The other half of the 1-Series range currently consists of a pair of advanced common rail 2.0-litre inline-four turbodiesel
engines. The first of the two is badged the 118d, which makes 122 horsepower and 206 lb-ft of torque - a respectable amount for such a small car. Ironically (for a BMW), the 120d is the most powerful 1-Series currently available, with a whopping 163 horsepower and 250 lb-ft of torque. It's also the quickest of the lot, including the gasoline motors, taking just under eight seconds to reach 100 km/h.
Aside from the top-end 6-Series and 7-Series, the 1-Series seems to have been the odd member of the family, as BMW's famous, silky-smooth inline-sixes have not been available. While there are few complaints about the motors currently offered, many critics believe that the 1-Series' chassis can handle, and for that matter deserves, more power.
In previous news reports and rumours, it was reported that prior to its arrival in North America, the car would receive some sort of inline-six, perhaps the 163-horsepower unit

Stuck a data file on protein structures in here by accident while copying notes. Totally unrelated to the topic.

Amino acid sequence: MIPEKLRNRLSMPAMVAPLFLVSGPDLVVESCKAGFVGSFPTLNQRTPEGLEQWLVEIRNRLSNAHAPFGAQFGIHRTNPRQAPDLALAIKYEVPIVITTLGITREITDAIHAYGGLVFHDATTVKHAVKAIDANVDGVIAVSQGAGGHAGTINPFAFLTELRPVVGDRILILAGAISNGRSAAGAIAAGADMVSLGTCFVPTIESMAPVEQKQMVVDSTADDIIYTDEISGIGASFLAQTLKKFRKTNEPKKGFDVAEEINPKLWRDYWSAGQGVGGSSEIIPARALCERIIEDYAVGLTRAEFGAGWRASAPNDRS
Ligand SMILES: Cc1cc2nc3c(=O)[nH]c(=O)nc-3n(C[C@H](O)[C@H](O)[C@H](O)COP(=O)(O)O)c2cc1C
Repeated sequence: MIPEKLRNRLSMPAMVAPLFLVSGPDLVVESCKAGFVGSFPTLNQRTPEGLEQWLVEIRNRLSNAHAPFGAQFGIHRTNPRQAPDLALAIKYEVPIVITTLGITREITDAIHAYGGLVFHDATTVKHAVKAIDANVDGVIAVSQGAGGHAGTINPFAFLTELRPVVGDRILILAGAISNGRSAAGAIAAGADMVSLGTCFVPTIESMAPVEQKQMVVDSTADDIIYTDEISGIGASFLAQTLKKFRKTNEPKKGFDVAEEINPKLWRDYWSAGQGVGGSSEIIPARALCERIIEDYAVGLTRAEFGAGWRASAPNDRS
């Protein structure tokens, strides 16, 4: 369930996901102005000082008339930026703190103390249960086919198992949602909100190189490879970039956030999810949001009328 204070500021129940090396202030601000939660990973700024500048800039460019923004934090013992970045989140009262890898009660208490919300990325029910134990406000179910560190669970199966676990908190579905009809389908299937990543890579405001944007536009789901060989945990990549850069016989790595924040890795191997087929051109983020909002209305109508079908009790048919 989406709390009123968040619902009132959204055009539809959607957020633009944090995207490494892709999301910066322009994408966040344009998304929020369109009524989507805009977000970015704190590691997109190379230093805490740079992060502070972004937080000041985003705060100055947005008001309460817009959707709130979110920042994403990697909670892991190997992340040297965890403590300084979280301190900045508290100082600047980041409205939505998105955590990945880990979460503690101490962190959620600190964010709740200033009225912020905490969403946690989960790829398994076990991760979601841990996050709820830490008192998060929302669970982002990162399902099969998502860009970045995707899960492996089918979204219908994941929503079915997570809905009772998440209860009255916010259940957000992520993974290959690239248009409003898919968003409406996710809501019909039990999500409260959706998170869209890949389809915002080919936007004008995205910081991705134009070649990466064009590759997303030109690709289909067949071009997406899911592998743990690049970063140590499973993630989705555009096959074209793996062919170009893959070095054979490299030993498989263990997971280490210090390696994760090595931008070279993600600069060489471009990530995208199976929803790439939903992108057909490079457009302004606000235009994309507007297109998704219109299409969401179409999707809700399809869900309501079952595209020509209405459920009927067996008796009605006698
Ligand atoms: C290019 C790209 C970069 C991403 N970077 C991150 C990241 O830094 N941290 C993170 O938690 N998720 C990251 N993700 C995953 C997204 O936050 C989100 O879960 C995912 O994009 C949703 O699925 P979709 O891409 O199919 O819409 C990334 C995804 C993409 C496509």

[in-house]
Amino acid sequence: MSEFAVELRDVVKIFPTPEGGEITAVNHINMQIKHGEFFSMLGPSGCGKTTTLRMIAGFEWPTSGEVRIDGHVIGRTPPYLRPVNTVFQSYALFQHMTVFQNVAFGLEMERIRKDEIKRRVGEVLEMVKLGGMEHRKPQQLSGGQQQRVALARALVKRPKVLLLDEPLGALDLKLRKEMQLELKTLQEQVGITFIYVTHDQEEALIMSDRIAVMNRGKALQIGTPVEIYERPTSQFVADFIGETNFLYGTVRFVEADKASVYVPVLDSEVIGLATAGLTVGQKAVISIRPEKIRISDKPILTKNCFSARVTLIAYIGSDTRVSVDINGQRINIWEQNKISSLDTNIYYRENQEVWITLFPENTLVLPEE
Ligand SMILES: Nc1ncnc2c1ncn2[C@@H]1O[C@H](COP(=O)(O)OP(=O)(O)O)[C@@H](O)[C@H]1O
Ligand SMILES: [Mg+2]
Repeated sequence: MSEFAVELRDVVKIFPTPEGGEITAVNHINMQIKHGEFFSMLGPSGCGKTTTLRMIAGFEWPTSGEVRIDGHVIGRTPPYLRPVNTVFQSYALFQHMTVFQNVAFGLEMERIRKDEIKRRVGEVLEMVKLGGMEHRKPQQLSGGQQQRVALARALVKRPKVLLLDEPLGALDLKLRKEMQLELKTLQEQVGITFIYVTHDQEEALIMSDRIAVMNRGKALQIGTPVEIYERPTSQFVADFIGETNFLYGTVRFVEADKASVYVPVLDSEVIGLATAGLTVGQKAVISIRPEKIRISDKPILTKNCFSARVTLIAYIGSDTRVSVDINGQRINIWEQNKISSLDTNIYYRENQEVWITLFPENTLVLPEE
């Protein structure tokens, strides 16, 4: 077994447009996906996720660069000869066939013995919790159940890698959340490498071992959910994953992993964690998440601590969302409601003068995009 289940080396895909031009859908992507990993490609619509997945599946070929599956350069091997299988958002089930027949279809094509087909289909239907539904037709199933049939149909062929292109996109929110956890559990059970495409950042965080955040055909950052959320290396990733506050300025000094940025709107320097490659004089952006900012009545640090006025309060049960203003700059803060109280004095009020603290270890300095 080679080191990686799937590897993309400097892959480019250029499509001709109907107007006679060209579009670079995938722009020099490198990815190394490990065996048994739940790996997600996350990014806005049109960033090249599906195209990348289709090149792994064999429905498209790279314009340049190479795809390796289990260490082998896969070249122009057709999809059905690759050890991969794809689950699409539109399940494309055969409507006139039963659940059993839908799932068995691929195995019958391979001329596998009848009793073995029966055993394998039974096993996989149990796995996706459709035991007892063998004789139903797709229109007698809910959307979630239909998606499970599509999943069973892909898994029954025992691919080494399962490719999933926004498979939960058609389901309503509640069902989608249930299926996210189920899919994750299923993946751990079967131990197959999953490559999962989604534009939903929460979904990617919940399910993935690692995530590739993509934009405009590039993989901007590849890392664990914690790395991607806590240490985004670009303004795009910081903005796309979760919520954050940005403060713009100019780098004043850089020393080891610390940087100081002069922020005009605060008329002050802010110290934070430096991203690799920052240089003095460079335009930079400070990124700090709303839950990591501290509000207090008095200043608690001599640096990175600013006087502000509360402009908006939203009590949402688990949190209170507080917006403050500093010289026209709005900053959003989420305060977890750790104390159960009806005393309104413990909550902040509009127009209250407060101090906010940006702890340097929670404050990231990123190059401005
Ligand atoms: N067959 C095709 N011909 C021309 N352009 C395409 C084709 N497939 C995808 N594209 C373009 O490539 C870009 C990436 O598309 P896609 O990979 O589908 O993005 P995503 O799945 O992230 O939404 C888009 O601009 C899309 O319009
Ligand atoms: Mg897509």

found in the 320i, or the 192-horsepower unit from the 325i. Surprisingly, then, BMW went the whole nine yards, installing their latest and most powerful inline-six powerplant.
The new motor, dubbed the R6 (not to be confused with the M54 currently found in the 330i) was first seen in the 630ci Coupe, which made its debut in July last year. Considered one of the most advanced six-cylinder engines in the world, it makes use of BMW's fuel-saving, performance-enhancing Double Vanos and Valvetronic technology, as well as lightweight internal components cast of magnesium and other exotic alloys.